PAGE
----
The Twelve Chairs

(Las doce sillas)

Cuba, 1962, 90 min, b&w
In Spanish; English subtitles


On her deathbed, a wealthy woman reveals that she – in order to keep her possessions from being given to a collective – has hidden her jewels in one of twelve identical chairs, newly confiscated by revolutionary authorities. After her death, three men want to find the jewels; her son-in-law, the priest who took her last confession and her gardener start hunting all over Havana and beyond.


A classic comedy by the director of Death of a Bureaucrat (1966), the Oscar nominated Strawberry & Chocolate (1994), and Guantanamera (1995).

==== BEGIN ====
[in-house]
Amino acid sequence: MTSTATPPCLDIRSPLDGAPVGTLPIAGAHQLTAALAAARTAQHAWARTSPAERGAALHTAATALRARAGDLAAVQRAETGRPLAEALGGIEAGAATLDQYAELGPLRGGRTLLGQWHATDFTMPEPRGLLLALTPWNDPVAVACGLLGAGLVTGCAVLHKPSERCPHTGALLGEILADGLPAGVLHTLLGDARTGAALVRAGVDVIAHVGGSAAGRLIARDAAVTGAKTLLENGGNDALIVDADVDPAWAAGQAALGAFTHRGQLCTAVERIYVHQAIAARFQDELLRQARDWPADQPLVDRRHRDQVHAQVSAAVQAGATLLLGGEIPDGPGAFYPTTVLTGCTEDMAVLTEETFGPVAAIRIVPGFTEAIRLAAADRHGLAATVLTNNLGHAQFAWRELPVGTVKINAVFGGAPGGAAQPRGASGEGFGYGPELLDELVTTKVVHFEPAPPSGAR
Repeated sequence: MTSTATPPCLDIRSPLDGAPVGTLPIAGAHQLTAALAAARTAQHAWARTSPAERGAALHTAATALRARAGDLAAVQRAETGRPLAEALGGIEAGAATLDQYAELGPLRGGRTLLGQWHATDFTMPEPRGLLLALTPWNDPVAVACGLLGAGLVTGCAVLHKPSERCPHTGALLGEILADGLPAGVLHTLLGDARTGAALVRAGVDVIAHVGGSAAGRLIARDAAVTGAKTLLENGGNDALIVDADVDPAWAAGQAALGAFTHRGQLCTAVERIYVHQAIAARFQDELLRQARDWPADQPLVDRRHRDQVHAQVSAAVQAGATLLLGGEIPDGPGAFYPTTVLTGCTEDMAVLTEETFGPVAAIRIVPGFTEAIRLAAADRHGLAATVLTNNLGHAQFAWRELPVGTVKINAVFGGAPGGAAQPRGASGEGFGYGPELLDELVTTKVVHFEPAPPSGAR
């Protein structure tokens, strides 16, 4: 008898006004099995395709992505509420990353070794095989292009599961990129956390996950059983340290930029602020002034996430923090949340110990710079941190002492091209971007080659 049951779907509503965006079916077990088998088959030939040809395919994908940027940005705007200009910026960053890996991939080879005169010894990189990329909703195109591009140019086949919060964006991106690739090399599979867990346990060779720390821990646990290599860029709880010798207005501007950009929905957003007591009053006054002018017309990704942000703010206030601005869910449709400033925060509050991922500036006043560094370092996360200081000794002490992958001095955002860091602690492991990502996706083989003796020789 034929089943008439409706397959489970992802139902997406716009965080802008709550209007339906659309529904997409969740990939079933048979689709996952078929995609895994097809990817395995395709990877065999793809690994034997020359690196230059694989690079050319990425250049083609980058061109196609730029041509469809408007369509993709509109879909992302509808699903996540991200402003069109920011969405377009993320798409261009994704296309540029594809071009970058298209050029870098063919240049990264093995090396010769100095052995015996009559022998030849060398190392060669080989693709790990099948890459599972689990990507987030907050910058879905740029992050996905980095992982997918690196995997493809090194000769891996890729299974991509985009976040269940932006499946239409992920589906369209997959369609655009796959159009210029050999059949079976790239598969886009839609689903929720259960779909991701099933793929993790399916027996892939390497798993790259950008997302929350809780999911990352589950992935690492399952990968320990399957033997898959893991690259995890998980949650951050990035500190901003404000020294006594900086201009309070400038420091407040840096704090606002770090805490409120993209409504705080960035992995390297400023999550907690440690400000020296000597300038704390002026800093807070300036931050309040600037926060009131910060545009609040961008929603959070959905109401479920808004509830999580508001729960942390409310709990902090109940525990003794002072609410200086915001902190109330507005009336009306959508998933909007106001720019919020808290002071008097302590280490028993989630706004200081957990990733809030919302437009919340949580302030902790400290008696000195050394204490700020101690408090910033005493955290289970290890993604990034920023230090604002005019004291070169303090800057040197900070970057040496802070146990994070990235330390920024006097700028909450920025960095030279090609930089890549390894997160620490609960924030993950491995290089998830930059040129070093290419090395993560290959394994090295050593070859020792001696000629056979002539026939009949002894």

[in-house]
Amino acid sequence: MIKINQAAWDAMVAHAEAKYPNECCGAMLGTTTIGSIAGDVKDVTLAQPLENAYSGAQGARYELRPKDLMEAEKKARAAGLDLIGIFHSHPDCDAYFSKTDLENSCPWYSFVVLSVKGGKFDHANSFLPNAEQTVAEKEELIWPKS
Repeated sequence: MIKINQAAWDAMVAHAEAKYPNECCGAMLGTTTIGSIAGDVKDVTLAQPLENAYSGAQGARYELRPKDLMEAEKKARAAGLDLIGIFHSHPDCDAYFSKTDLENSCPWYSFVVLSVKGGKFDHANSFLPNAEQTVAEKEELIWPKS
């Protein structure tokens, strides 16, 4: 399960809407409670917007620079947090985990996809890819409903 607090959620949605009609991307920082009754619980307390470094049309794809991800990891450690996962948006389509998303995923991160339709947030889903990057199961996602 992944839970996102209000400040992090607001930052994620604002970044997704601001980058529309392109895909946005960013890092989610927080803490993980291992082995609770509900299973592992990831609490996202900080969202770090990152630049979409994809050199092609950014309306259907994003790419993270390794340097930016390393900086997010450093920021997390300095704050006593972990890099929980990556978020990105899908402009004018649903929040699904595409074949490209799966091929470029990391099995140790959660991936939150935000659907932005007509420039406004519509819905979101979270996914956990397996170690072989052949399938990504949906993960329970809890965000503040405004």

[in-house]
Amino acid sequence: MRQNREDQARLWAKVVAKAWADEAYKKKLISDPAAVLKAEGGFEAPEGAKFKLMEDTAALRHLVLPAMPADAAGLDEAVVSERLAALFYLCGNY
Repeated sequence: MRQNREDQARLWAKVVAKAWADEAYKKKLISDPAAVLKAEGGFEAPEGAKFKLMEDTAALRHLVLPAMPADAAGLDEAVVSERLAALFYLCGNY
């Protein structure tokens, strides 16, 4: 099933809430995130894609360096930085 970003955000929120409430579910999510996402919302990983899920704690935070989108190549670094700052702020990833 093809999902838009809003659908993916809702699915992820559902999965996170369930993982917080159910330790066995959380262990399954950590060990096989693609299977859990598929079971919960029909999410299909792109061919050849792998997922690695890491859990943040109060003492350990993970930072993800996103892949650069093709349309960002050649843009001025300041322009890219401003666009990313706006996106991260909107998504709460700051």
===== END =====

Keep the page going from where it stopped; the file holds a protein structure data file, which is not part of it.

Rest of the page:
Despite having been criticized for creating schematic characters, with this film Alea created a significant example of socialist-realist cinema. The Twelve Chairs is the Cuban version of an oft-told Russian story, also filmed by Mel Brooks in 1970.


(This film is ONLY available for sale on DVD and for research rentals. It may not be rented for a non-commercial public performance screening.)

Press comments

“A farce about petit-bourgeois greed!”
— Ralf Schenk, film historian


“[Tomás Gutiérrez Alea is …] one of Cuba’s major directors!”
The New York Times


“Farcical laughs under the Castro regime.”
— Ed Grant, Video Business


DVD Bonus Features:
  • Introduction to ICAIC
  • Photo Gallery
  • Director Biography & Filmography
  • Short Film: Cuban Filmmakers on Cuban Films

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